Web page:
How the Sisters Behind Ginger and Smart Plan to Take On the World

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First stop: the City of Light.

They started their label in 2002 – two sisters from fashion and magazines – and have since become known for their super-slick silhouettes and bold prints. Their brand is now sold in more than 60 Australian boutiques, with a fashion line, leather accessories, a spa collection and now a new diffusion line. We caught up with Alexandra and Genevieve Smart at their Place des Vosges, Paris, showroom courtesy of the Australian Fashion Chamber.

What have you learned over the past 14 years?
G: Having your own aesthetic and understanding what that means – not jumping around too much and really just finding the DNA of your brand.

How involved are you in the day-to-day business?
A: We are so hands-on in our business still. We’re very connected with our team – we’ve got about 40 people in our staff, that’s a lot of people to look after.

How do you stay inspired?
G: Fashion means change by definition, it’s always about the ‘new’ – the newness of it all and I think you have to love that. You have to be passionate about that; you have to be fluid and flexible.

What is your current business focus?
A: We are all about expanding globally right now, so the Australian Fashion Chamber brought us to Paris, which is great. This opportunity is really quite special. We would also like to expand into the US as well because it’s a really good fit for our brand; specifically New York and Los Angeles. We’ve been wanting to do that for a long time, but building a retail business in Australia has been a very important base for the business.
G: We have shown previously in London. In fact, we had a really great business in London until about 2008 when it became very difficult to do business internationally. The market seems to be coming back so this is a good time for us to go back.

Can you see your brand in Paris?
G: Yes, definitely. You’ve only got one chance if you go into the international market. We know we’re ready to go; we’ve got consistency in our collection and we have worked very hard to get it to this level. The preparation we do at home for so many people’s needs means that many stores can pick up what they need. Everyone’s got a different store and a different brand mix, so there’s plenty here for everybody.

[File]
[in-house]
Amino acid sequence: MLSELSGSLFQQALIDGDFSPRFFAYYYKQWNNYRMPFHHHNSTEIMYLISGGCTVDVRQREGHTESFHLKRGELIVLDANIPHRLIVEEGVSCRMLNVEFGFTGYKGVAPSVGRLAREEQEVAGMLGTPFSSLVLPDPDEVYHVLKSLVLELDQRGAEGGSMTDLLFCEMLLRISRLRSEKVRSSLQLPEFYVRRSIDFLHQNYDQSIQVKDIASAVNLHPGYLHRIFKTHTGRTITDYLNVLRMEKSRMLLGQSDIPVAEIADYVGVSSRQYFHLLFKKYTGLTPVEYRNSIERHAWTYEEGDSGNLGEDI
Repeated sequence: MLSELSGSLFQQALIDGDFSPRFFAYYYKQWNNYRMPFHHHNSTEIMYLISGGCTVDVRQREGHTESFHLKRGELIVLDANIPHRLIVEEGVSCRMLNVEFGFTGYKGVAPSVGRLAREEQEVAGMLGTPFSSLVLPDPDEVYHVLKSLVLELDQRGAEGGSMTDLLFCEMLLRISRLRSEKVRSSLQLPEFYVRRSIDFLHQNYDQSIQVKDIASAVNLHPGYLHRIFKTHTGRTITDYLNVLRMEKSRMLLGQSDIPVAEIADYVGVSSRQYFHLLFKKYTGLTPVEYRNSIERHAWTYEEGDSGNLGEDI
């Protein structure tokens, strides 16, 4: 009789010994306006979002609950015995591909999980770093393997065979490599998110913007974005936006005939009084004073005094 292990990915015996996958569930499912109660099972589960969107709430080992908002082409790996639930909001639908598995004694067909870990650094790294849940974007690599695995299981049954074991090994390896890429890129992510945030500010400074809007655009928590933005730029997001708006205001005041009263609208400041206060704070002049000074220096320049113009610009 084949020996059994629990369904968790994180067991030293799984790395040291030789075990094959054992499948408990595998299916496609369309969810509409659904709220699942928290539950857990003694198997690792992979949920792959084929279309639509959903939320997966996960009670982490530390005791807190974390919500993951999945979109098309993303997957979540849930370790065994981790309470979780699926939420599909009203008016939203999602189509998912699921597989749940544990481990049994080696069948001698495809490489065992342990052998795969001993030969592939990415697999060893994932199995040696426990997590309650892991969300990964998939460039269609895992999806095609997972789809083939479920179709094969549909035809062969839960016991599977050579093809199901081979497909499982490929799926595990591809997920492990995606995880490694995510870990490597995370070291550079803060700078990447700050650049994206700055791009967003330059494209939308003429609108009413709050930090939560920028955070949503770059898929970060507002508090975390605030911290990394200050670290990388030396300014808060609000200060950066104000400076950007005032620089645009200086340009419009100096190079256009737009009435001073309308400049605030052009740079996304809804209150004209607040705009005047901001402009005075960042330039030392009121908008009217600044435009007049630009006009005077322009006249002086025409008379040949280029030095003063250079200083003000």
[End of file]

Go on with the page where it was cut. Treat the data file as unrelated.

What business advice do you have for newer designers?
A: Have a good cash flow – figure out how to do that and how to pay bills.
G: Also, the devil is in the detail, so you really have to stay on the details because that’s what a fashion business is about.

How do you practically work as a duo?
A: We come back to the contrasts because we’re quite different people with different perspectives so that’s amazing.
G: Alexandra [the managing director] has a really creative business sense and that’s great. She’s also got creative input, obviously on the collection as well but also in terms of running the market and the sales.
A: I would say the same about Genevieve [the creative director]. It’s funny because when we were at school, we were both doing maths and we were both doing art. We both had both sides of our brain working at that level, which is probably not so odd today, but back then, it wasn’t the norm.

Did you always dream about working together?
A: No, I think it’s life. We were at a stage of our lives where we both had really good careers. I worked in publishing and Genevieve had been designing in fashion. It was one of those moments that we felt the timing worked and we knew we both had so much to offer.

Why do shows?
G: The show is how the industry showcases what they do. So that sense of the collection on the runway defines three to six months of what’s going on in the store.
A: With every show, you have to push yourself to [be] the best of the best so this is the best version of ourselves. So what’s on the runway is the best version of where our brand is at. People are shopping and thinking of what they want. For us, it is a PR platform and a branding event.

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